Commitment to mutual benefits turn infrastructure projects from eyesores into assets
July 15, 2019
By Jay Keeling
Power Delivery Business Unit Director and Project Manager
This article originally appeared in The Municipal magazine.
Imagine what is becoming a common situation: a municipal utility needs to build an electrical substation in the middle of an urban neighborhood. Substations have a reputation for being unsightly, certainly nothing anyone wants to live near.
But people need reliable power as well. How can the municipal utility balance residents’ need for electricity with the need for the area to be a pleasant, livable community? After all, substations can be in service for decades. If not done right, there won’t be a chance to make it right any time soon.
Seattle City Light’s dazzling new Denny Substation is an example of what’s possible when municipal utilities work with the community and skilled consultants to balance public concerns with technical design challenges.
The substation itself is an architectural marvel. Designed by Seattle architecture firm NBBJ, Denny’s slanted walls shimmer in the sunlight and its translucent glass panels emit a soft glow when illuminated at night. The substation provides spaces for people to not only view the workings of the substation, but to meet, play and eat as well as enjoy outdoor art.
Not all municipalities need to take on a project as complex as Denny, but every municipal utility can take away useful lessons from Denny’s success.
City Light held numerous public meetings to ensure an open line of communications with the public. This effort helped address any issues quickly. The utility and the project team created a website to post updates, set up two webcams for the public to watch construction progress, provided a phone hotline, emailed interested contacts and created Facebook and Twitter pages about the project.
Address size, noise and visual concerns
Early public questions focused on what the substation would look like and whether it meant a bunch of open-air electrical equipment surrounded by a chain-link fence or brick wall. But City Light committed early to provide something different.
Denny Substation takes up nearly two blocks, but it doesn’t look like a typical substation. Screening walls angle inward to lower its visual profile and are finished with an attractive combination of metal cladding and glass panels. Because the 115 kV gas-insulated switchgear and 15 kV breakers are housed in buildings, noise and equipment are out of hearing and sight.
Unlike almost every other substation built today, Denny Substation is designed to invite people to the site and offer fun things to do. Among the substation’s public features:
- An off-leash pet park
- A quarter-mile walking loop elevated by gentle slopes that provide unique views of the city
- Sculpture and other art
- Viewing windows for the public to see the substation interior
- Space for food trucks to serve their fare during lunch or neighborhood events
Promote sustainable features
Solar panels mounted along the interior top edge of Denny’s walls and on an interior building rooftop offset the power demands of two indoor spaces for public use. A heat recovery system allows the station to contribute to its own building heating needs. Nearly half of the site’s exterior public space is planted with trees, shrubs and groundcover. A large containment vault captures potential transformer oil spills and serves to collect all stormwater runoff from the substation interior area.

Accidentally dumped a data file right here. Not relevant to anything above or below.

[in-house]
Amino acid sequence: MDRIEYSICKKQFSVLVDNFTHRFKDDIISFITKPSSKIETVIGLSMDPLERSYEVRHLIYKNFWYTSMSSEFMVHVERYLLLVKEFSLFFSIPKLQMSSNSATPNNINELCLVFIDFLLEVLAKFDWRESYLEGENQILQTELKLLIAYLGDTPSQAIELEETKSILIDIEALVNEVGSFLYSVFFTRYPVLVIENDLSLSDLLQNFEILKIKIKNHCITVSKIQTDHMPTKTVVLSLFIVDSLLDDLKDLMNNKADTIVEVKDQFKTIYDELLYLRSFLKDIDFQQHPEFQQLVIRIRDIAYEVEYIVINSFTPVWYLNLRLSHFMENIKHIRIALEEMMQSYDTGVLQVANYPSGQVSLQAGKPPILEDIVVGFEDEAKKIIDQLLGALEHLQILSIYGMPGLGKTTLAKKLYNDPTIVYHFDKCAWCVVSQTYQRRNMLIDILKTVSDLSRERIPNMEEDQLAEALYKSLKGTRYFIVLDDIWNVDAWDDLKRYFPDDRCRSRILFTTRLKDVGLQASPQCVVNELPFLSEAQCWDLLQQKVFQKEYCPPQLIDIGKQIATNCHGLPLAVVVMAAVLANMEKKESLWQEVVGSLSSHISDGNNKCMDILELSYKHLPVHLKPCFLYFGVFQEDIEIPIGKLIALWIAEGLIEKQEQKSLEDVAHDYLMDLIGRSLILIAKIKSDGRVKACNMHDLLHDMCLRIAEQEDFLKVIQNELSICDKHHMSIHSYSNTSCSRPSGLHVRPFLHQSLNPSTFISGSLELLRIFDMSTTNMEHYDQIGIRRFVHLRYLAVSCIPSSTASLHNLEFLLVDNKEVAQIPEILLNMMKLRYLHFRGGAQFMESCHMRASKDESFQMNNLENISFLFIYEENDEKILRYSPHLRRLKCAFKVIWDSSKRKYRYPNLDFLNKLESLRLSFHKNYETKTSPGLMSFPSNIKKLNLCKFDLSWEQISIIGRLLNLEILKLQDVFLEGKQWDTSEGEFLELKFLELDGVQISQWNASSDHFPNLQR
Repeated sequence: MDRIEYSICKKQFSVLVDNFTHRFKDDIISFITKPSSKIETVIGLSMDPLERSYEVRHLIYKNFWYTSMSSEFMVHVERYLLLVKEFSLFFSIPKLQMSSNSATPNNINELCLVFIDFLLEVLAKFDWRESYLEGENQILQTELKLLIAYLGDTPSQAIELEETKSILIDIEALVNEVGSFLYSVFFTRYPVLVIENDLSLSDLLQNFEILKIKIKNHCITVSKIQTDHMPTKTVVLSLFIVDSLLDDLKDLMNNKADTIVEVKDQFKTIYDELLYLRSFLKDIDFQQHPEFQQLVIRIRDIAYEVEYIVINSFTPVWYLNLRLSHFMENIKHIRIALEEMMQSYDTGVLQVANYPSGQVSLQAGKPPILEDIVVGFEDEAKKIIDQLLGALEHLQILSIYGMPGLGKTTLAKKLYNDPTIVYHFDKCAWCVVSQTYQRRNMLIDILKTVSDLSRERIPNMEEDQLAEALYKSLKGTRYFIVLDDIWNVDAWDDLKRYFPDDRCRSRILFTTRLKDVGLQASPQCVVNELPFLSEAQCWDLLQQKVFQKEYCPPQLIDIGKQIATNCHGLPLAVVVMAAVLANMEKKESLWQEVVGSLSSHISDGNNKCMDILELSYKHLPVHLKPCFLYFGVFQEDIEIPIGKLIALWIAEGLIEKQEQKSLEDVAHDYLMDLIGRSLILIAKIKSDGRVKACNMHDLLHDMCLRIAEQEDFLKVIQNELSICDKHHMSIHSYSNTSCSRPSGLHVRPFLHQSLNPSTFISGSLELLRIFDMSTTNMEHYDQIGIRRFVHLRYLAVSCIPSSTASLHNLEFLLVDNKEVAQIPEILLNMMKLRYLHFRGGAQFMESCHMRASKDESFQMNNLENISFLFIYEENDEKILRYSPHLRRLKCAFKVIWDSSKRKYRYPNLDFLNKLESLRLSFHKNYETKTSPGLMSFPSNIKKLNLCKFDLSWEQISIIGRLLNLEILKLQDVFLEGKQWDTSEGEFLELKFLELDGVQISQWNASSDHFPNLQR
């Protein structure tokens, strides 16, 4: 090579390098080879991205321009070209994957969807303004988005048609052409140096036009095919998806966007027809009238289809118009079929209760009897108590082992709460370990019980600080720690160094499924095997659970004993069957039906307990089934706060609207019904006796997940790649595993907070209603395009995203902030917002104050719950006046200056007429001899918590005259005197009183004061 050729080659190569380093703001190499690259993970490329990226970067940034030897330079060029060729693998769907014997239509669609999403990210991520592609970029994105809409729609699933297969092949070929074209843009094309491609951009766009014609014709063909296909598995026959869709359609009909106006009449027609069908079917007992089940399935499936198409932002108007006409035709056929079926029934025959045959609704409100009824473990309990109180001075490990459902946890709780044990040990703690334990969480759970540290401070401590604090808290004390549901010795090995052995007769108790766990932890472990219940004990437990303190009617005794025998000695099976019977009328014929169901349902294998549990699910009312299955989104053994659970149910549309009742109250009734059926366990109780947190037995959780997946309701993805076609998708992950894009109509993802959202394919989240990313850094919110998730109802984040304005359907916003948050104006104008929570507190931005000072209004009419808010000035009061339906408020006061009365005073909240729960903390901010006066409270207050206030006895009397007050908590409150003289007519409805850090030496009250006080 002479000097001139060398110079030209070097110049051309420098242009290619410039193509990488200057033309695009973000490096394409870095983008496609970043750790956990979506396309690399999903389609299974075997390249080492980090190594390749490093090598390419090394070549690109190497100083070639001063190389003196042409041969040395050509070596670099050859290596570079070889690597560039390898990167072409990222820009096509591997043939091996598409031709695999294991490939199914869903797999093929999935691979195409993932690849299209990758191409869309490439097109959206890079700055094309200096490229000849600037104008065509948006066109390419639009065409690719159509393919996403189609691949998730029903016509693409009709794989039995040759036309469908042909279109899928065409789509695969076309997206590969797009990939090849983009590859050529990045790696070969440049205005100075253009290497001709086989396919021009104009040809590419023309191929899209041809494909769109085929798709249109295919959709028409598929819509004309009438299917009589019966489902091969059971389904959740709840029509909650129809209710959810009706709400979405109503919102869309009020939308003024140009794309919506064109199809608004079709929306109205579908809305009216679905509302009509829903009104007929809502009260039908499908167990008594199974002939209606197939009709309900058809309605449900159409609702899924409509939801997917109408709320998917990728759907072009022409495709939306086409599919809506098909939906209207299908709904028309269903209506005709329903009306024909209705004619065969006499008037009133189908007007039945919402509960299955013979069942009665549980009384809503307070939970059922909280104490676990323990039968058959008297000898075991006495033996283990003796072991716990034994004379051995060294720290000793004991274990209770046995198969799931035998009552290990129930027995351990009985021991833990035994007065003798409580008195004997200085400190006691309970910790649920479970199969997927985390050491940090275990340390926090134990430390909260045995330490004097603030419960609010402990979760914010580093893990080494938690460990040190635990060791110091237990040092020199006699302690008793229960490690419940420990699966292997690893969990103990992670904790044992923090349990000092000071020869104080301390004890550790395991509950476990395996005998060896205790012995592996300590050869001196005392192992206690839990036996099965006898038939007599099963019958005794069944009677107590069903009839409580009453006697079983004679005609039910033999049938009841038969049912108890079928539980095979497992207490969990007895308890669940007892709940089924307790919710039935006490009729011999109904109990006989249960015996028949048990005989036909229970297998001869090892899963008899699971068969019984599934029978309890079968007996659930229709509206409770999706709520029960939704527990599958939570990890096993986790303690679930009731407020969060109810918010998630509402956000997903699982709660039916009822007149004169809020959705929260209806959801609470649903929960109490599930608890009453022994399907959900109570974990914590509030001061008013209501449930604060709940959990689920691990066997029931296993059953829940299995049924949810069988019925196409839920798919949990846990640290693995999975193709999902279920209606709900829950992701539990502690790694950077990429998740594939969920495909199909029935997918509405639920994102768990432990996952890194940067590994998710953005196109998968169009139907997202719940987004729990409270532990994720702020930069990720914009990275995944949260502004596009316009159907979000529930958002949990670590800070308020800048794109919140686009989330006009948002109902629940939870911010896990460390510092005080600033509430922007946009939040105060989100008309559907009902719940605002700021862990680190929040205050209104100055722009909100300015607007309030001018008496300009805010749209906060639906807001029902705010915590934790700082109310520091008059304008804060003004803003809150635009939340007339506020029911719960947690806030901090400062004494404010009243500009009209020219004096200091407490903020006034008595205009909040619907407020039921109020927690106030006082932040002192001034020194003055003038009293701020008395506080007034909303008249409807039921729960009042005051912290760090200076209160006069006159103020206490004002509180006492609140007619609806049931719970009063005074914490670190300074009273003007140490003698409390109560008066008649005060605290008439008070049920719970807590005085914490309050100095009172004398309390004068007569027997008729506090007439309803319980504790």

Assure stakeholders about EMF, electrical safety
When SCL proposed Denny Substation, residents in nearby buildings raised questions about potential effects of electromagnetic fields (EMF). Denny’s design features rendered EMF to very low levels and an independent analysis confirmed that the EMF in the area would be no greater after construction of Denny than before. Denny is equipped with a super-safe grounding grid to guard against ground potential rise, which occurs when large amounts of electricity enter the earth, such as during an electrical fault, and that can cause an electric shock to people and animals.
Solving demanding technical and design puzzles
The Denny Substation site presented some demanding technical and design puzzles. A lot of equipment and functions needed to go into a relatively limited space that didn’t allow for an open-air insulation substation. The project placed additional challenges on the design team for space, access, safety and overall design. The design team had to strike a balance between providing a functional electrical power system infrastructure and public features, which was not always easy.
Success depended on being sincere about making the project a benefit to both the utility and the public. The range of disciplines involved required careful planning to help them work together. This effort included weekly team meetings during the design phase. During critical parts of construction, the program team held daily meetings.
Infrastructure projects from substations to generating plants can be built in the middle of a city and don’t have to be eyesores. Success requires a lot of coordination and cooperation among elected officials, public agencies, design teams and many others, as well as input from citizens. Moving the project through this process proved to be the real challenge for Denny Substation. Successfully meeting that challenge allows a municipal utility to achieve its mission of service to its customers and to also provide infrastructure that is a community asset.
About the Author
Jay Keeling is a professional electrical engineer and a veteran POWER project manager who specializes in management and design supervision for large utility substation and transmission facility projects.